Studying with distractions – how to avoid them

Distractions are everywhere. Studying while social distancing brings with it the unlimited access to Netflix, YouTube, Facebook and a myriad of other distractions. We asked our participants in this year’s 30 Minutes a Month program for some advice on how to avoid the distractions while we study.

Turn it off

Use noise cancelling headphones, closing the door and turning your phone on silent or turn it off completely.

Bronwyn Turner – (Master of Business Administration, 2019)

Turn off your phone before you study. All the messages will be there on the other side!

Aadi Ganesan – (Bachelor of Medical Sonography and Graduate Diploma of Medical Sonography, 2018)

Hide the phone away, turn Netflix and the TV off, and stay in a quiet and stress-free room!

Christopher Doring – (Bachelor of Engineering (Honours), 2016)

Turn off and avoid checking social media, put some music on and shut off the world around you.

Claire-Marie Pepper – (Bachelor of Science (Honours), 2018)

Put some boundaries in place. This could be putting your phone on silent, temporary blocking social media distractions. Setting an alarm clock for 1-hour study sessions, then 10-minute break, then study works really well too. There are lots of productivity apps that help as well.

Talia Fiyen – (Bachelor of Psychological Science, 2019)

Find your own space

Find somewhere quiet to study – pick a room in your house and close the door behind you.

Darren Delaney – (Bachelor of Occupational Health and Safety, 2014 & Master of Advanced Safety Science Practice, 2017)

Let everyone know you are studying and that you cannot be distracted – communication is key. If it is an activity / task that may distract you, then do this before you sit down to study, so it is no longer a distraction. Turn your phone to silent or do not disturb whilst you are studying.

Elisa Capaldi – (Bachelor of Nursing, 2015)

Make sure that the area you study in is designed to focus you. Away from noise, people, and television. I had handy diagrams and notes on the wall so that when I needed a break, I could stare blankly at those for a while. Trying to absorb them subconsciously.

Jarna Kendle – (Bachelor of Environmental Science)

Ensure that your workspace is designed for work.  Dress appropriately for your work and minimise any activity outside the parameter of your study.

Sharon Dekkers – (Master of Education Studies, 1994 & Doctor of Philosophy, 2001)

Create a private study area and putting restrictions on interruptions. A good way to do this is to put a sign on the door stating that you are studying and training your family not to interrupt you during this time. Put your mobile on silent, and if possible, put it in another room. You don’t want to be answering messages or calls whilst you are studying.

Jennifer Goodall – (Bachelor of Psychological Science (Honours), 2020)

A clean and well-lit place helps your concentration and helps avoid feeling tired and sleepy while you are trying to go through your study material. Finally, I found that using sticky notes I could write notes to remind me to research further about a difficult topic, or to write questions that I could bring up during the online tutorials. To recap, in order to avoid distractions, you need to do your best to control your environment (what you can hear, and you can see).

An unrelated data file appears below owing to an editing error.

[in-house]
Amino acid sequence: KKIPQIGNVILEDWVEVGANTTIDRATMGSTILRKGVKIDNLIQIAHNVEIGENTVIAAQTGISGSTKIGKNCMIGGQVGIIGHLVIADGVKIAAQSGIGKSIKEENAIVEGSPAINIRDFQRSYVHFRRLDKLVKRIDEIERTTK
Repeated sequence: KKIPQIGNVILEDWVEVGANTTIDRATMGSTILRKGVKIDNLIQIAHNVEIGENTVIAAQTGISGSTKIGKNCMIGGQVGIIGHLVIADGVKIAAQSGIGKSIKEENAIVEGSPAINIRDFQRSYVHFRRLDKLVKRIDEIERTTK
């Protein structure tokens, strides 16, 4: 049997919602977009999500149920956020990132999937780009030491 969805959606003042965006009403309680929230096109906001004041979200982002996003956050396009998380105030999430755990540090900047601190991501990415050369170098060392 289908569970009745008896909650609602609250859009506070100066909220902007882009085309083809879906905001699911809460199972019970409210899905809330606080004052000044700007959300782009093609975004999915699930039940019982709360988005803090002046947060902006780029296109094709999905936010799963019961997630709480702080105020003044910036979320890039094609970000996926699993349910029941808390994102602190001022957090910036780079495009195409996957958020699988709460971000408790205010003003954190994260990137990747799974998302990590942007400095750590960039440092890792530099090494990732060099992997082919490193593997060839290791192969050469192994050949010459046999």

Mario Pesca – (Bachelor of Engineering (Honours), 2016)

by listening to music. If there are others in the house, use headphones. This can block out what is happening around you.

Peta Bosomworth – (Bachelor of Education (Primary), 2000)

Be kind to yourself

Realise that you are making yourself and your study a priority and that the distractions will still be there. Its ok to get distracted, however there needs to be a balance between study and procrastination.

Megan Matteschek – (Bachelor of Business, 2012)

Stick to your dedicated schedule and informing your significant others of that schedule and ask them to support you by not distracting you during your allocated study times.

Michael Lane – (Graduate Diploma of Management, 2015)

If you get distracted by your phone use a do not disturb (DND) app or mode on your phone. Allow important calls through if needed. But just switch DND and poof! No more distracting Facebook notifications that send you down the rabbit hole for hours at a time.  

Nathan Graham – (Bachelor of Public Health, 2019)

My distractions included my kids, my wife, my life, my job…  It goes on…  These are all important things that need to be part of your life if you are to be successful.  Make time for this in your schedule.  You are undertaking this study for a reason.  To be successful you must remember that reason but keep it realistic.  You can’t just check out of life while you are studying.  You do have to think about how best to incorporate your study into your life.

Paul Mchugh – (Graduate Diploma of Occupational Health and Safety, 2017)

Have frequent breaks, get up walk around, just try to avoid the refrigerator.

Sharon Malliband – (Bachelor of Psychological Science (Honours), 2016)

Allocate a time which works in your routine and this will be different for everyone so choose a time that suits you.

Guy McEntyre – (Bachelor of Laws, 2019)

Want to give your advice to incoming students? Alumni can sign up to the 30 Minutes a Month program and complete monthly tasks to earn rewards while assisting future students in preparing for the learning journey ahead.

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